# Cubes and Cube Roots

## Related calculator: Cube Root Calculator

To **cube a number**, use it in multiplication three times.

For, example, cube of $$$5$$$ is $$${5}\times{5}\times{5}={125}$$$.

When we talked about exponents and integers, we said that the number $$$a$$$ raised to $$$b$$$-th power is the number $$$a$$$ multiplied by itself $$$b$$$ times: $$$\color{purple}{a^b=\underbrace{a\cdot a\cdot a\cdot a\cdot...\cdot a}_{b}}$$$.

So, to cube means to **raise to the third power.**

Thus, we can write, that the cube of the number $$$5$$$ is

$$$5^{\color{purple}{3}}=125$$$

It is read as "5 cubed equals 125".

We can cube any numbers: negative numbers, fractions, decimals, etc.

Just a couple of fast examples, because we already did this (see exponents and integers, negative exponents): $$${{\left(-{3}\right)}}^{{3}}=-{27}$$$, $$${{\left(\frac{{1}}{{2}}\right)}}^{{3}}=\frac{{1}}{{8}}$$$, $$${{\left({0.7}\right)}}^{{2}}={0.343}$$$.

Remember, that raising to the power is just multiplying certain number of times, and cubing is raising to the third power.

Now, suppose we want to do reverse operation. We are given number, and want to find a value, that when cubed will give initial number. This value is called cube root of the number.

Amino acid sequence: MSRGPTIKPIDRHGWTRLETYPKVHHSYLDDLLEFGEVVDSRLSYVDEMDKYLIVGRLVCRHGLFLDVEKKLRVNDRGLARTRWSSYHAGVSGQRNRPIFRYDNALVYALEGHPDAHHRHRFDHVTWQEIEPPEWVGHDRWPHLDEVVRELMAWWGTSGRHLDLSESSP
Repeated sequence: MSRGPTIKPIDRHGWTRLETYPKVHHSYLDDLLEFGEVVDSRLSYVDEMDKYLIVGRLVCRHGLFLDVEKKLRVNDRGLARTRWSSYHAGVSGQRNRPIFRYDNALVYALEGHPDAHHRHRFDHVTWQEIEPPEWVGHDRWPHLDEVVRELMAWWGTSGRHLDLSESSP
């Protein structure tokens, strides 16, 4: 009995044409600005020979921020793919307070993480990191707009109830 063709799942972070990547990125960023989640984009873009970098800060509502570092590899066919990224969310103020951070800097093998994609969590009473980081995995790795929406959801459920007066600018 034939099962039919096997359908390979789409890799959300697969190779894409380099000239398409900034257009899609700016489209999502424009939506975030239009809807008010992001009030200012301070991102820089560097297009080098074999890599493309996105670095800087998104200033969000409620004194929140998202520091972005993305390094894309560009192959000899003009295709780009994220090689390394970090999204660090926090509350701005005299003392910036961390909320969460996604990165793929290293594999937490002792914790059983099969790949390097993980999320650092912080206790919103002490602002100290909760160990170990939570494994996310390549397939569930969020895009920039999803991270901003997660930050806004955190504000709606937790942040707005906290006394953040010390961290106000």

**Cube root of the number** $$${b}$$$ is such number $$${a}$$$, that $$${{a}}^{{3}}={b}$$$.

Cube root of the number has special notation: $$$\color{purple}{\sqrt[3]{b}}$$$.

For, example since we know, that $$${5}\times{5}\times{5}={125}$$$, then cube root of $$${125}$$$ is $$${5}$$$: $$${\sqrt[{{3}}]{{{125}}}}={5}$$$.

Following table contains cubes and cube roots of first 10 whole numbers:

Number $$${a}$$$ (cube root) | 0 | 1 | 2 | 3 | 4 | 5 | 6 | 7 | 8 | 9 | 10 |

Number $$${b}$$$ (cube of a number) | 0 | 1 | 8 | 27 | 64 | 125 | 216 | 343 | 512 | 729 | 1000 |

Highlighted numbers are numbers from above example.

Looking at this, we can easily see, that $$${{7}}^{{3}}={343}$$$ and $$${\sqrt[{{3}}]{{{343}}}}={7}$$$.

**Cube root symbol** $$$\color{purple}{\sqrt[3]{\phantom{0}}}$$$ is the **radical with a small 3** (radical without number is used to write square roots).

This is done to emphasize the fact, that we are looking for a number, that when cubed (i.e. raised to 3-rd power) will give original number.

Finally, notice that cube root undoes cubing (if we take cube root of a number and then cube the result, we will get back to the original number), and vice versa:

$$${\color{red}{{{{\left({\sqrt[{{3}}]{{{b}}}}\right)}}^{{3}}={b}}}}$$$

$$${\color{green}{{{\sqrt[{{3}}]{{{{b}}^{{3}}}}}={b}}}}$$$

Let's go through a couple of example.

**Example 1.** $$${{\left({\sqrt[{{3}}]{{{64}}}}\right)}}^{{3}}={{4}}^{{3}}={64}$$$.

**Example 2.** $$${{\left({\sqrt[{{3}}]{{{15}}}}\right)}}^{{3}}={15}$$$.

**Example 3.** $$${{\left({\sqrt[{{3}}]{{-{5}}}}\right)}}^{{3}}=-{5}$$$.

**Example 4.** $$${\sqrt[{{3}}]{{{{5}}^{{3}}}}}={\sqrt[{{3}}]{{{125}}}}={5}$$$.

**Example 5.** $$${\sqrt[{{3}}]{{{{\left(-{2}\right)}}^{{3}}}}}={\sqrt[{{3}}]{{-{8}}}}=-{2}$$$.